In the news this week: The US Food and Drug Administration is preparing an expert panel to discuss a possible link between artificial food coloring and behavioral problems in children.
The hearings signal that the growing list of studies suggesting a link between artificial colorings and behavioral changes in children has at least gotten regulators’ attention — and, for consumer advocates, that in itself is a victory.
In a concluding report, staff scientists from the F.D.A. wrote that while typical children might be unaffected by the dyes, those with behavioral disorders might have their conditions “exacerbated by exposure to a number of substances in food, including, but not limited to, synthetic color additives.”
Artificial food colorings are one of several chemicals that have recently been linked to behavior problems. Last year it was pesticide exposure.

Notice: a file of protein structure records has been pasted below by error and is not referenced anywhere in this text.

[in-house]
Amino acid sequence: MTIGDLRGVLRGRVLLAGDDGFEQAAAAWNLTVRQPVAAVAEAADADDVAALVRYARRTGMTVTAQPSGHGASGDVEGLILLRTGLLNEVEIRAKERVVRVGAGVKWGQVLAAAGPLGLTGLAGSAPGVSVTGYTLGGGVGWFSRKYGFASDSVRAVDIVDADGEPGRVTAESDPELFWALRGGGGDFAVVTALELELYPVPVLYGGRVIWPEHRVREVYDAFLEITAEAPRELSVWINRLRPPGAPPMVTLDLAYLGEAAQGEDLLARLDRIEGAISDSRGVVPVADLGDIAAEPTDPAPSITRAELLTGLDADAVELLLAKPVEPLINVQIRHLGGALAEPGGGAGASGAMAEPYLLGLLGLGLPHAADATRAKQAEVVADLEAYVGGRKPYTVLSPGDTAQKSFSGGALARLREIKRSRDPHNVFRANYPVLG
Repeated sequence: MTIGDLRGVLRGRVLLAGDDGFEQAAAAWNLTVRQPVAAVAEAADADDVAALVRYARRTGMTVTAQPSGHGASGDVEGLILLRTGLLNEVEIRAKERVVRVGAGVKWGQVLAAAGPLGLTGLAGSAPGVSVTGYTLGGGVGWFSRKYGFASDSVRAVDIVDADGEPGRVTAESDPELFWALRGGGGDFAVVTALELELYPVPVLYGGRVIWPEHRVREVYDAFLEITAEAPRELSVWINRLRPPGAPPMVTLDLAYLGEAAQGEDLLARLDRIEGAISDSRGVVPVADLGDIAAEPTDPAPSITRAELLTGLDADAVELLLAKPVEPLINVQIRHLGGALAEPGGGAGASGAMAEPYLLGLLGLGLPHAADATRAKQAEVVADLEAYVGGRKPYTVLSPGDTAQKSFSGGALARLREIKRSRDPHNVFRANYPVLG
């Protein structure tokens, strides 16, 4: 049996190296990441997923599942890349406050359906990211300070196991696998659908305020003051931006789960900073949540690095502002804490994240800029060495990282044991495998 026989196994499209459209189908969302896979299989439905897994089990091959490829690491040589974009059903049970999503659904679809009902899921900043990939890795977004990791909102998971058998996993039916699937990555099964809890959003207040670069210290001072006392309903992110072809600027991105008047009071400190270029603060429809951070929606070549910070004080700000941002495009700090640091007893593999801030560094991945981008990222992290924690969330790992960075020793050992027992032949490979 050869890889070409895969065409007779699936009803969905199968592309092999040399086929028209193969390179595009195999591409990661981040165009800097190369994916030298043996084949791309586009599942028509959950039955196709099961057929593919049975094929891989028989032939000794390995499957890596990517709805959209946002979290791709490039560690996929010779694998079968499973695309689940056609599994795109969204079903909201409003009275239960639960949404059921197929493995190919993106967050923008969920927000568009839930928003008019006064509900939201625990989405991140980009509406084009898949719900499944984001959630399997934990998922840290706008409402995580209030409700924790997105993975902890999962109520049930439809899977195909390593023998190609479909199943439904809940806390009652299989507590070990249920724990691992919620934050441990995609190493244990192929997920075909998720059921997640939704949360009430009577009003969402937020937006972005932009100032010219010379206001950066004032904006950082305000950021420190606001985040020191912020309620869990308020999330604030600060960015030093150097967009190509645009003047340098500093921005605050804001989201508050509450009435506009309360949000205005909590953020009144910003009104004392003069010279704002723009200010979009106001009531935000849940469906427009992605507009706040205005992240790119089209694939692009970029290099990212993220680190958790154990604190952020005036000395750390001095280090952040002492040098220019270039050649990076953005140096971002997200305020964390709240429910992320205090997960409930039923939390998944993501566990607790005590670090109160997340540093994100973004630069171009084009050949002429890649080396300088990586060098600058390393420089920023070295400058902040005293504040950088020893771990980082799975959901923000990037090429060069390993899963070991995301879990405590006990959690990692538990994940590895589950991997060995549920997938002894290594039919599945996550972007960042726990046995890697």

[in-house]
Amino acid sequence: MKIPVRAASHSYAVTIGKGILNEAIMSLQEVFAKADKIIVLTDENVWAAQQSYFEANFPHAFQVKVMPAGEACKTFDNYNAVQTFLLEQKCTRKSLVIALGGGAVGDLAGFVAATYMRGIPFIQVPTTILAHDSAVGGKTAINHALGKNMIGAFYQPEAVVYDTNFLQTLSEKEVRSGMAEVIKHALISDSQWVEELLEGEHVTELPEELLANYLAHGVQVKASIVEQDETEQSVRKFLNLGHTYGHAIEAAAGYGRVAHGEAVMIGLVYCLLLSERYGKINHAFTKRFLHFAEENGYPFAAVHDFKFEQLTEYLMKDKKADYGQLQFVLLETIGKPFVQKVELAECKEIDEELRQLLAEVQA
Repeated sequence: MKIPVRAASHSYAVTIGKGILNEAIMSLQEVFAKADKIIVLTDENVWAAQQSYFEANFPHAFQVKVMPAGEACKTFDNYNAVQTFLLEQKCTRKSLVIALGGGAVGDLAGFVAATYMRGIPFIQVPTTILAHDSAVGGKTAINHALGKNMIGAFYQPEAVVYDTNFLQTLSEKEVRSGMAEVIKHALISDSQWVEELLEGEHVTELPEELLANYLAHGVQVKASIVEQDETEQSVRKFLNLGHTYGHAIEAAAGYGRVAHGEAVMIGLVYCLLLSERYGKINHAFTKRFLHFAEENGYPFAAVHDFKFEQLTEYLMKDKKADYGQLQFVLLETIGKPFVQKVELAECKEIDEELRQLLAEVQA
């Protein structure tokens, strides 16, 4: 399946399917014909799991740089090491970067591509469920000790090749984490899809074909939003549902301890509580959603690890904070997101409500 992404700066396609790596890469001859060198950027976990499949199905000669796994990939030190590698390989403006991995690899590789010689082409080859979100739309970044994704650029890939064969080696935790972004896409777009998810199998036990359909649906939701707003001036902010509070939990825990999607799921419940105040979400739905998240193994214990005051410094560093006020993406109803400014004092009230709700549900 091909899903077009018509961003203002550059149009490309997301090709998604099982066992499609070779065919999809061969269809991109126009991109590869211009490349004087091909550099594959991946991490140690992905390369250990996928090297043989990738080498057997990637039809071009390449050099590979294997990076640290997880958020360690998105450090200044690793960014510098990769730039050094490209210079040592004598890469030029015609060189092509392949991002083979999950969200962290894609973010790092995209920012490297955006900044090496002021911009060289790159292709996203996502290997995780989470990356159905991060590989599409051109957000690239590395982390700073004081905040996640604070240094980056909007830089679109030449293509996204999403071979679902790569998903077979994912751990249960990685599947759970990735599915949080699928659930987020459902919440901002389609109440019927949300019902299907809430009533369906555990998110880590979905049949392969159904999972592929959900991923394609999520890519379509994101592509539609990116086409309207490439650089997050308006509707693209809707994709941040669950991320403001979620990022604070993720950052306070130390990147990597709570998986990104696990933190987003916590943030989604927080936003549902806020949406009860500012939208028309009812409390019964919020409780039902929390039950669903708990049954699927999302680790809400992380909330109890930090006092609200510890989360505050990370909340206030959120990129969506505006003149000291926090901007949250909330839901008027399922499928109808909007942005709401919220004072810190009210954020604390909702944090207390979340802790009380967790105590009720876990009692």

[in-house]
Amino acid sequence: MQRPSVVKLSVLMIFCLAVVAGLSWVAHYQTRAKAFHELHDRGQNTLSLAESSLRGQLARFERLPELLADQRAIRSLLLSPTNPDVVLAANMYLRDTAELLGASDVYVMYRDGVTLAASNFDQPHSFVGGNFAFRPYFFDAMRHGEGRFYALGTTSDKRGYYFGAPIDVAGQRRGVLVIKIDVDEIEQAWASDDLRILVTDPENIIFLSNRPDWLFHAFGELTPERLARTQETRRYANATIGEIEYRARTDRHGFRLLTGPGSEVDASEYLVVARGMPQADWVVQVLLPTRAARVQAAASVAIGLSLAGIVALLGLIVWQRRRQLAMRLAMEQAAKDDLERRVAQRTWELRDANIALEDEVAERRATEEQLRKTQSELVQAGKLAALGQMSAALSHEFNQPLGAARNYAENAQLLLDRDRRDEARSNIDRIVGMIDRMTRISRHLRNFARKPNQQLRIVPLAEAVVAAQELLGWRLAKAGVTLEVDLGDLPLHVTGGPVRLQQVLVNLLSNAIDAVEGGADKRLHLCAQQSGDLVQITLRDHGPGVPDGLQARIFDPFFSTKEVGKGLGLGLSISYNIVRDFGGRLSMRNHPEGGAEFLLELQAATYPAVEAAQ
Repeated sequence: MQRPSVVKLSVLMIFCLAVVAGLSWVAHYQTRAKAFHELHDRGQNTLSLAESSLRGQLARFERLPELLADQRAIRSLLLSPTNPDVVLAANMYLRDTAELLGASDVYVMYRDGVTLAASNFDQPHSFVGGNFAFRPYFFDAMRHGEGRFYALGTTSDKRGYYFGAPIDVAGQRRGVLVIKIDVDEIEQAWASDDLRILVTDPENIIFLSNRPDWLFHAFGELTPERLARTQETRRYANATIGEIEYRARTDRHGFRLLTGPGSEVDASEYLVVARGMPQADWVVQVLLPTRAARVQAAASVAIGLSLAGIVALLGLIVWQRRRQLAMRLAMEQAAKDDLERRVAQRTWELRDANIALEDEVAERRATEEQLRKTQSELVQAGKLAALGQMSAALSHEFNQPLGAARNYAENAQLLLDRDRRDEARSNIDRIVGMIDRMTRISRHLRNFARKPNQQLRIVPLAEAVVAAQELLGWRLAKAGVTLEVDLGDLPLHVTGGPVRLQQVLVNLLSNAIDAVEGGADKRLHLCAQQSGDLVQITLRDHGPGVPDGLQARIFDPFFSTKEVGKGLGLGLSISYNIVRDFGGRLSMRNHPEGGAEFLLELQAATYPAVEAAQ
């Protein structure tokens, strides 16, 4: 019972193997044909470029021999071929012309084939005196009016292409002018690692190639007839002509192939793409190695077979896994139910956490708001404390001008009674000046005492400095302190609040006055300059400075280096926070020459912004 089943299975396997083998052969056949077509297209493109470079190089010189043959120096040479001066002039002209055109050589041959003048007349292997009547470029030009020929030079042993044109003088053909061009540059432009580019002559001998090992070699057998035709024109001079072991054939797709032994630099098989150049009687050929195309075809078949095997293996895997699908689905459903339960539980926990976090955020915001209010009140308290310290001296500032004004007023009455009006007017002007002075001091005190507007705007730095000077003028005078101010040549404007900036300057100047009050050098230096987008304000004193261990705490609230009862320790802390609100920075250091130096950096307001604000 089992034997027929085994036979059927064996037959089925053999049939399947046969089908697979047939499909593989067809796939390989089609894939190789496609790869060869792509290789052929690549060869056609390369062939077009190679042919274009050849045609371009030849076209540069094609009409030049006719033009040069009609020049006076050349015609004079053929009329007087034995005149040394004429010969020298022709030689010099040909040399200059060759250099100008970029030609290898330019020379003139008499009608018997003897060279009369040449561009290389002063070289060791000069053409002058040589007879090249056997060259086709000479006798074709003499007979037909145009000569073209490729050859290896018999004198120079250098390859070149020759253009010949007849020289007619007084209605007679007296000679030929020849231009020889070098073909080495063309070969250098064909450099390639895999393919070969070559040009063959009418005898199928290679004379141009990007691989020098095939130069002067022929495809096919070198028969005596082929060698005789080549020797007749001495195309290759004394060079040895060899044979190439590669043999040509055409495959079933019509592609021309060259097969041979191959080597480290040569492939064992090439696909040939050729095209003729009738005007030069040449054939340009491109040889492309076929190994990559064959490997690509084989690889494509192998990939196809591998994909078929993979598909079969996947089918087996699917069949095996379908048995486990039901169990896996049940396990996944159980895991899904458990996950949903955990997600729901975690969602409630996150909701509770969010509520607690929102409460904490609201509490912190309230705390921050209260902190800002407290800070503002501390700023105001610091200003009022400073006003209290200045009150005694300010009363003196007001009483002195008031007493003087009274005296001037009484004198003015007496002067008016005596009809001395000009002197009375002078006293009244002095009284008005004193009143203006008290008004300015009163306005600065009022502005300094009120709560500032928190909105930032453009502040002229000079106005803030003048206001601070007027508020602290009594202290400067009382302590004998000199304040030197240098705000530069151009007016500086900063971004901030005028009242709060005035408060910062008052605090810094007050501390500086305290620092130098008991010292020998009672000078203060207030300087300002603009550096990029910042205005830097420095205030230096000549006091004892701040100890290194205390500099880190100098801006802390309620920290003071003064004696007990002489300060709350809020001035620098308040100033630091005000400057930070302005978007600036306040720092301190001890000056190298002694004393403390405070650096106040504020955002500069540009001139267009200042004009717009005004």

Though the FDA stand firmly behind the petroleum-based coloring agents first approved in the 1930s, these hearings open the door for a possible change. Unfortunately, the most likely outcome is a call for additional research.
I personally try to avoid artificial food coloring agents, despite decades of generally safe use. As I have said in the past, cheap chemical additives are a sign of low quality food. I don’t like shortcuts on my dinner plate.